How the coronavirus recession puts service workers at risk
By Donald T. Tomaskovic-Devey Et Al
Economic activity is slowing rapidly, both in the United States and around the world.
Social distancing, stalling global trade, widespread illness and the closing of borders, restaurants and schools will all contribute...
Why Trump tried to use the coronavirus crisis to 'Mexicanize' the U.S.-Canada border
By Bruno Dupeyron
For more than 150 years, the United States and Canada have shared what is commonly called the longest undefended border in the world. And yet in the midst of the coronavirus pandemic, reports emerged that the United States...
Coronavirus will have long-term implications for business leaders. Here are the top five
By Ralph Hamann
As the COVID-19 crisis unfolds, the focus of business leaders and others has been on immediate responses and short-term time horizons. This is for good reason. Yet there are initial signs of how the crisis may be shaping...
Coronavirus is a once in a lifetime chance to reshape how we travel
By Marcus Enoch Et Al
The transport sector has been impacted as much as any by the coronavirus. This isnt a normal period of disruption, which is usually caused by failures in supply such as road accidents or industrial action. In this case it...
Coronavirus: migrants in frontline jobs not entitled to any financial help if they get sick
By Amina Chitembo
Frontline NHS staff are working around the clock to save lives, while putting their own lives at risk. Doctors, nurses and other staff are keeping the nation alive. But one group of these brave heroes is invisible....
Managing postpartum depression: New moms isolated by coronavirus pandemic
By Ryan Van Lieshout
Up to one in five women will develop postpartum depression, a condition that can adversely affect the thoughts, emotions and functioning of mothers, as well as the mental health of their partners and children.
Leading an online social movement requires offline work
By Delia Dumitrica Et Al
Today, most social movements around the world are digital in some capacity. When a hashtag seems enough to start a movement, social media promise to replace the role of leaders in setting a movements goals, coordinating...
Taiwan must find ways to enhance Indigenous representation
By Cassandra Preece
President Tsai Ing-wen and her Democratic Progressive Party (DPP) secured a majority government win following Januarys Taiwanese elections.
Now that the dust has settled, its time to reflect on the quality of democracy...
Why undocumented immigrants still fear the 2020 census
By Mary Lehman Held
The United States might not be able to get information about more than 10 million people in the 2020 census.
Thats the number of undocumented immigrants living in the United States. Another 16.7 million individuals live...
Insider trading by members of Congress may be difficult to prove
By Stanley M. Brand
Recent allegations regarding stock trading by members of Congress in the midst of the COVID-19 pandemic have raised calls for the investigation of these politicians for illegal insider trading.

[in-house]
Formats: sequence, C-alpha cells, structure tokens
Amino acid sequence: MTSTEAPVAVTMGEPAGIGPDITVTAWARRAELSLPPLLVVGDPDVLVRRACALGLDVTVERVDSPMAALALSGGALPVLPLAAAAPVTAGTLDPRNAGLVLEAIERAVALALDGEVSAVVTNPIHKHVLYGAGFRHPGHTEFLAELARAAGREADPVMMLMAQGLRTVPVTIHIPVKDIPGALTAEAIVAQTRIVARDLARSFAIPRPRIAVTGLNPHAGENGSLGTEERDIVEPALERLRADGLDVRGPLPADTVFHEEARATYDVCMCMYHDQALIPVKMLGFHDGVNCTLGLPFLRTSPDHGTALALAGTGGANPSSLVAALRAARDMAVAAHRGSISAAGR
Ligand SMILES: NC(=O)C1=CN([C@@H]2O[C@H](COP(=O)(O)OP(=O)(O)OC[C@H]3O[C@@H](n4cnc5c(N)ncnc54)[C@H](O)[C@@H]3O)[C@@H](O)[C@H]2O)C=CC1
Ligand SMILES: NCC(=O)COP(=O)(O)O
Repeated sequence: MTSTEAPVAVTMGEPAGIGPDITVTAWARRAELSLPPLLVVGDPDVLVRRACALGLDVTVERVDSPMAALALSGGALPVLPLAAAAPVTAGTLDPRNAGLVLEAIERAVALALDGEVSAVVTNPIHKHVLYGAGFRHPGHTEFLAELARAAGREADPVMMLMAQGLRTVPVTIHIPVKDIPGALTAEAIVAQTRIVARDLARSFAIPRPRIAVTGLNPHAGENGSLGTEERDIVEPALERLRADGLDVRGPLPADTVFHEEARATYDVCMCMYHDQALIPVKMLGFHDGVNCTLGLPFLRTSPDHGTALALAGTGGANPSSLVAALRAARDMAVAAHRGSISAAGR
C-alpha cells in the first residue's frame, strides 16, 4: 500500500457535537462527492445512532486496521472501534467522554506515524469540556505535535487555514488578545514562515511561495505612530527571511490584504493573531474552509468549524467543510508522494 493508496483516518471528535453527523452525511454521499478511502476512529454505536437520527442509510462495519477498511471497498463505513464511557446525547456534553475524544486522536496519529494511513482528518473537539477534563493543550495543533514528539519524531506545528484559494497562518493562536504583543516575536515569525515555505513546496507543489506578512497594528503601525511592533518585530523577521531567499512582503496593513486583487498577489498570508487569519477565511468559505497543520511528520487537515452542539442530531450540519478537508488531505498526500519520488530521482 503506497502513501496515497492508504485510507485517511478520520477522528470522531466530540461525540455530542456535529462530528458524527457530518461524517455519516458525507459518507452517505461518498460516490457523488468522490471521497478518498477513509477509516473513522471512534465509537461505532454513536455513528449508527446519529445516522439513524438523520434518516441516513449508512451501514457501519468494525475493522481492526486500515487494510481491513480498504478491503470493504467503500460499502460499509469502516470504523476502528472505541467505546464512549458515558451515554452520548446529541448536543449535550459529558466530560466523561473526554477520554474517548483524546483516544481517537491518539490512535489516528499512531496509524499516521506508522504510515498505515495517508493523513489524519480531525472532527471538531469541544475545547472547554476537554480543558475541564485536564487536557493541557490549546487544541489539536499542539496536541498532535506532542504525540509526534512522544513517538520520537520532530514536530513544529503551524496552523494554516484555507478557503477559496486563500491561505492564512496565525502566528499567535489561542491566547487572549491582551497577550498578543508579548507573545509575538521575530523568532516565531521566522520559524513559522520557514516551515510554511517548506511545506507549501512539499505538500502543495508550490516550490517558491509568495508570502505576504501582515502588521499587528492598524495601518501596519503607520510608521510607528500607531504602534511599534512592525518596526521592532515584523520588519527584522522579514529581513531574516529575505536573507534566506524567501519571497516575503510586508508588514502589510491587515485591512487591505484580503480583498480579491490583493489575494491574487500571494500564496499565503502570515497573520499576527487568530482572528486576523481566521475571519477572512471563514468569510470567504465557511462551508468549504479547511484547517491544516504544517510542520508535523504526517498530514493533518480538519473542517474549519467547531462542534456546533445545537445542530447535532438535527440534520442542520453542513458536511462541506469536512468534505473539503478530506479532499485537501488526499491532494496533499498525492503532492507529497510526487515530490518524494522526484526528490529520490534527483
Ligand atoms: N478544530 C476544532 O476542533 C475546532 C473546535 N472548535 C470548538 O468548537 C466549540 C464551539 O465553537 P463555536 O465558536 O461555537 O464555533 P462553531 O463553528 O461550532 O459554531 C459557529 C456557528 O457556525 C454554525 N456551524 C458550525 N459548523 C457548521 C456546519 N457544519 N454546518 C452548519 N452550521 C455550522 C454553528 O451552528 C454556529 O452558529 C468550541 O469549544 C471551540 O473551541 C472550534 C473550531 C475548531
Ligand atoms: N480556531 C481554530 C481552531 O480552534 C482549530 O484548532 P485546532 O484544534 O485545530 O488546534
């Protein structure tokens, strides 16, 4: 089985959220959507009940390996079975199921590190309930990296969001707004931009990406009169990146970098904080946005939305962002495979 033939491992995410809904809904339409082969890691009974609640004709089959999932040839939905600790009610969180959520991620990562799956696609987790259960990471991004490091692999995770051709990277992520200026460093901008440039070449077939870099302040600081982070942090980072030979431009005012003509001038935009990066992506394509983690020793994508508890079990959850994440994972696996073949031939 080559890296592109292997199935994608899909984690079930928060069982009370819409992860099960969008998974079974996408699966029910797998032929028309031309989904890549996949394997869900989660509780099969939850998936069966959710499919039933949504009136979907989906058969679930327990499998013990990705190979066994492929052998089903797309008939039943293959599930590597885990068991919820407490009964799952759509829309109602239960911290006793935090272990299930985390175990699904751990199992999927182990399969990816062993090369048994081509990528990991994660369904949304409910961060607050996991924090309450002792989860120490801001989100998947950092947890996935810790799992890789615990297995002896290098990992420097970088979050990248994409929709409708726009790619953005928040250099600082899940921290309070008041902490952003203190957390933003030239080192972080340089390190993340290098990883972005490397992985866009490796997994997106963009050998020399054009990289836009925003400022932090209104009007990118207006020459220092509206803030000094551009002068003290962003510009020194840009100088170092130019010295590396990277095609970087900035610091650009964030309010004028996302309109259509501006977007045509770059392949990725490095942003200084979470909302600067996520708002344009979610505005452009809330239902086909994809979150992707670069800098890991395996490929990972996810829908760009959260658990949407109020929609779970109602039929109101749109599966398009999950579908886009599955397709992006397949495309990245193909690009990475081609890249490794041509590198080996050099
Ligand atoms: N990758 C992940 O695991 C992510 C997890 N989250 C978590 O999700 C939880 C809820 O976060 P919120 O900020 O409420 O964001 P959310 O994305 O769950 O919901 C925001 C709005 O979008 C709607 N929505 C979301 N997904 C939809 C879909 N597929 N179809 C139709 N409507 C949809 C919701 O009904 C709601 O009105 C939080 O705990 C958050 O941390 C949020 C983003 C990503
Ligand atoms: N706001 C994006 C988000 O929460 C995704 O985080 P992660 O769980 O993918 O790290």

There are many COVID-19 tests in the US – how are they being regulated?
By David Pride
When it comes to COVID-19 testing in the United States, the situation is about as messy as it gets.
The U.S. went from having no tests, or assays, available for COVID-19 diagnostics to having multiple different tests...
India's stark inequalities make social distancing much easier for some than others
By Priyasha Kaul
With the coronavirus pandemic continuing its spread around the world, the Indian prime minister, Narendra Modi, announced a three-week complete nationwide lockdown of 1.3 billion people on March 24. The government advised...
How to boost your internet speed when everyone is working from home
By James Jin Kang Et Al
With #StayAtHome and social distancing now becoming a way of life, an increasing number of people are relying on the internet for work, education and entertainment. This has placed greater demand on our network...
Can I still go to the dentist? How coronavirus is changing the way we look after our teeth
By Alexander Holden Et Al
The coronavirus pandemic is changing the way we access health care, and dental care is no exception.
Dentists are no longer allowed to provide a raft of care, such as regular check-ups and tooth whitening, to minimise...
Coronavirus: as a health economist, I'm not convinced the case for mass testing stacks up
By Cam Donaldson
In 1974, a classic book, Who Shall Live?, was published. Written by Victor Fuchs, a Stanford University professor, it marked the birth of health economics. It arrived at a moment when the post-war era of continued growth...
Coronavirus: BBC News is uniquely placed to serve the nation – how it does so will define its future
By Stephen Cushion Et Al
With misinformation about countering the global pandemic rife, the BBC has stood out as a guarantor of truth and accuracy, delivering on its traditional Reithian values of entertaining, informing, educating the nation...
The limits of federal emergency law during a pandemic
By Amy Swiffen
While there has never been an official national public health emergency in Canada, there has been discussion of whether the COVID-19 pandemic threatens to precipitate one soon.